Rights of the Child

UN CONVENTION ON THE RIGHTS OF THE CHILD The UN Convention on the Rights of the Child was brought into effect to recognise that Children needed their own set of specific human rights that should be protected and that these were a universal right not a privilege. The UN Convention on the Rights of the Child was drawn up and accepted by the UN in 1989. The UK government agreed to abide by the principles in 1991 and it was fully implemented in 1992.

The UN Convention on the Rights of the Child is the most universally recognised set of standards for protecting the rights of children and numerous countries have agreed to abide by it. The Convention forms a set of articles that highlight the minimum entitlements of all children. These articles have been split into four main categories: the general requirements for all the rights; the basic rights to life, survival and development of one’s full potential; being kept safe from harm; and respecting the views of the child.

The Convention also sets out minimum standards in areas such as health care, education and social services to protect those children’s rights. There are 54 articles in total that apply to all children with no exceptions, here are two examples; Article 19 states that all young people have the right to be kept safe from experiencing violence, mental abuse, physical abuse or neglect by any adult they come into regular contact with e. g. parents, carers etc and Article 34 gives the right for all young people to be kept safe from any form of sexual abuse or exploitation.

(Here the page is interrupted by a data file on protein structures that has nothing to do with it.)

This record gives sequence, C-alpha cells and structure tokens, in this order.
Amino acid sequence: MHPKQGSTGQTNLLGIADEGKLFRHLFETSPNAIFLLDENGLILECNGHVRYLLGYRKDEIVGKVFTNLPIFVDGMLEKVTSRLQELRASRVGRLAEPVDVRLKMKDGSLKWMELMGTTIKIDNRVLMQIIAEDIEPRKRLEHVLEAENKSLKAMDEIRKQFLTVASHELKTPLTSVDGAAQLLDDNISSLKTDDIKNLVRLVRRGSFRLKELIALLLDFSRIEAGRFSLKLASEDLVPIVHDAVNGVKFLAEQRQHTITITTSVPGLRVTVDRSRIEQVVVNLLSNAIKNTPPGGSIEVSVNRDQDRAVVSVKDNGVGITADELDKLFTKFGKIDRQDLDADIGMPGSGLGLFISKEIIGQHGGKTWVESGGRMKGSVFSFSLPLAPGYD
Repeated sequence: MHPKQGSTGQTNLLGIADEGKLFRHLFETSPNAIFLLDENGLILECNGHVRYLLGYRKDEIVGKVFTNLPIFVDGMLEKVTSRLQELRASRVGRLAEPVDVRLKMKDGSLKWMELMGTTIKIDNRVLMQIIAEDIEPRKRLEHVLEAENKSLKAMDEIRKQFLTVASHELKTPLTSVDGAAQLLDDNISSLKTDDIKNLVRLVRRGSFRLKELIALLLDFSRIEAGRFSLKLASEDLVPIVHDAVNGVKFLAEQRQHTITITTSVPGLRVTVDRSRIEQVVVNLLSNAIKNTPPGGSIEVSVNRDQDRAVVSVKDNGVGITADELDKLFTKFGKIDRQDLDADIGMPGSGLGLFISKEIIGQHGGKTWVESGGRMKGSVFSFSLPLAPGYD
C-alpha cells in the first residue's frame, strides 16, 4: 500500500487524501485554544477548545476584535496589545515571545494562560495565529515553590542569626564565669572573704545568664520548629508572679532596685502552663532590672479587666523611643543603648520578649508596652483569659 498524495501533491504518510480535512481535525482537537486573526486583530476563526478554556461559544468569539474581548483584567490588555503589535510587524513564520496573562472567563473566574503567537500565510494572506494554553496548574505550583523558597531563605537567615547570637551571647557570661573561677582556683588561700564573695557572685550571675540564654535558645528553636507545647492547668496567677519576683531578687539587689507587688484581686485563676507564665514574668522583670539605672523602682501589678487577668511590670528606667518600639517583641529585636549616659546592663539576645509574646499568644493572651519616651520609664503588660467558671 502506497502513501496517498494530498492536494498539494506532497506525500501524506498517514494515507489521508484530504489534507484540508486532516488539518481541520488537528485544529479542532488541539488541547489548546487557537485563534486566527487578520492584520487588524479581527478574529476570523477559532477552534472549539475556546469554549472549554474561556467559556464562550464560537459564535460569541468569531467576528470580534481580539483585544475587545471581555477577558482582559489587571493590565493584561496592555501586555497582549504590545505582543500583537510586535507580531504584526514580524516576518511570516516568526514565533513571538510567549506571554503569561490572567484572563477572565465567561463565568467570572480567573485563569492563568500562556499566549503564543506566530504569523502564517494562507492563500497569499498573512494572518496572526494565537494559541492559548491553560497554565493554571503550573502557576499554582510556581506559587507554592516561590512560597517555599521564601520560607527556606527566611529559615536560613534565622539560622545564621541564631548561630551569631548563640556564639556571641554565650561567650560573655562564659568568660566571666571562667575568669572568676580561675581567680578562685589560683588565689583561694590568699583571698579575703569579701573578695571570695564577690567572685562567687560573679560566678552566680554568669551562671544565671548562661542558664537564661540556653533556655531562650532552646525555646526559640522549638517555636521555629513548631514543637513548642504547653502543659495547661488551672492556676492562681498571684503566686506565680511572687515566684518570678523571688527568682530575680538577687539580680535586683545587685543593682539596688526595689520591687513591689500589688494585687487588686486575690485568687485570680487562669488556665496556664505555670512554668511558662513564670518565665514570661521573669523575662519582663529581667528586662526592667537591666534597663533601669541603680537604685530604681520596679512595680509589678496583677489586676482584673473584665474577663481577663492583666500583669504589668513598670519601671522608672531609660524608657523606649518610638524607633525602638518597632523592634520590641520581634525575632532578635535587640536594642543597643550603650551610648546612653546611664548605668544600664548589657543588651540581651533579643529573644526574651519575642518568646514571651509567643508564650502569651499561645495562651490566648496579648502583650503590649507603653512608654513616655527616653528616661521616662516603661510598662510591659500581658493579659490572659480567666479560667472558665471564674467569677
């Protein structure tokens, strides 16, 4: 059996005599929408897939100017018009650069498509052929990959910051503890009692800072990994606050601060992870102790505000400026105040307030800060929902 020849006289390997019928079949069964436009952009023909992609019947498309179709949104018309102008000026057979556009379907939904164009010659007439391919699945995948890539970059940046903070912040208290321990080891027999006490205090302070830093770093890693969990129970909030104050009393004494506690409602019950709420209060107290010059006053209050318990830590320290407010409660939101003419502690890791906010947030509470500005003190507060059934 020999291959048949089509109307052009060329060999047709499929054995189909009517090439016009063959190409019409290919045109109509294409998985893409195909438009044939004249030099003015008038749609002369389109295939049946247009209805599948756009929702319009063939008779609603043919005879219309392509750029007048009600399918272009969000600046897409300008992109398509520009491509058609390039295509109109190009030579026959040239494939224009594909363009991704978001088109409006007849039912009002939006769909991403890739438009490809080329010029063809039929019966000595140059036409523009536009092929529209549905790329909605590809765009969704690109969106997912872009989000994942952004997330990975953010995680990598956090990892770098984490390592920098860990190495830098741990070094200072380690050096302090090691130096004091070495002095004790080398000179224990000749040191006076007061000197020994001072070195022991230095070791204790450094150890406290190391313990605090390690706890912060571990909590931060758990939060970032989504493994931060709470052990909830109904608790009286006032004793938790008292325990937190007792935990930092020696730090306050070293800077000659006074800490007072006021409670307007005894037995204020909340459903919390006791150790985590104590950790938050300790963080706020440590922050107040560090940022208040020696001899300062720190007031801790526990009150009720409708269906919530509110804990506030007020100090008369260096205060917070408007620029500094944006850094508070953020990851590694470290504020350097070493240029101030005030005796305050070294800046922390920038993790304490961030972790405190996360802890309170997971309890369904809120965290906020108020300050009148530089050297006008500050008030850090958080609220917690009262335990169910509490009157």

When the UK government agreed to abide by the UN Convention on the Rights of the Child it meant it had promised to not act in a way that would infringe any of the rights and it agreed to ensure they were fully implemented in a non discriminatory manner. Accordingly the government is responsible for ensuring people act in the best interests of the child and that children are treated as individuals within a family whose views should be taken into account.

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The UN Convention on the Rights of the Child was implemented by the government but it requires all parts of society to respect them to ensure the rights of the child are being met. This therefore has a massive impact on my role and responsibilities within my job. This is due to the fact that I must ensure the rights outlined in the convention and the minimum standards set out are being met at all times as it is a legal obligation. It is also important for me to ensure the individuals views within the home are being actively sought on a regular basis, listened to and respected.

This is done by seeking the individuals views during the care planning and development of placement plans so that their wishes can be recorded and implemented where appropriate. It is also important to encourage and support the individuals to attend review meetings to express their opinions on their care plan and future. There are also minimum standards that relate to this e. g. standard 1. 4 which states “the views of the child, the child’s family, social worker and IRO are sought regularly on the child’s care. ”

Under the UN Convention I also must ensure that I keep the individual safe from harm or abuse. This corresponds to various Educare policies and procedures under safeguarding which stipulate things such as all visitors to the home are asked for ID and appropriately supervised. It also requires me to have appropriate risk assessments and management in place specific to the individual so as to reduce any potential risks associated with a situation and to develop strategies to help encourage and support and individual to manage their own risks.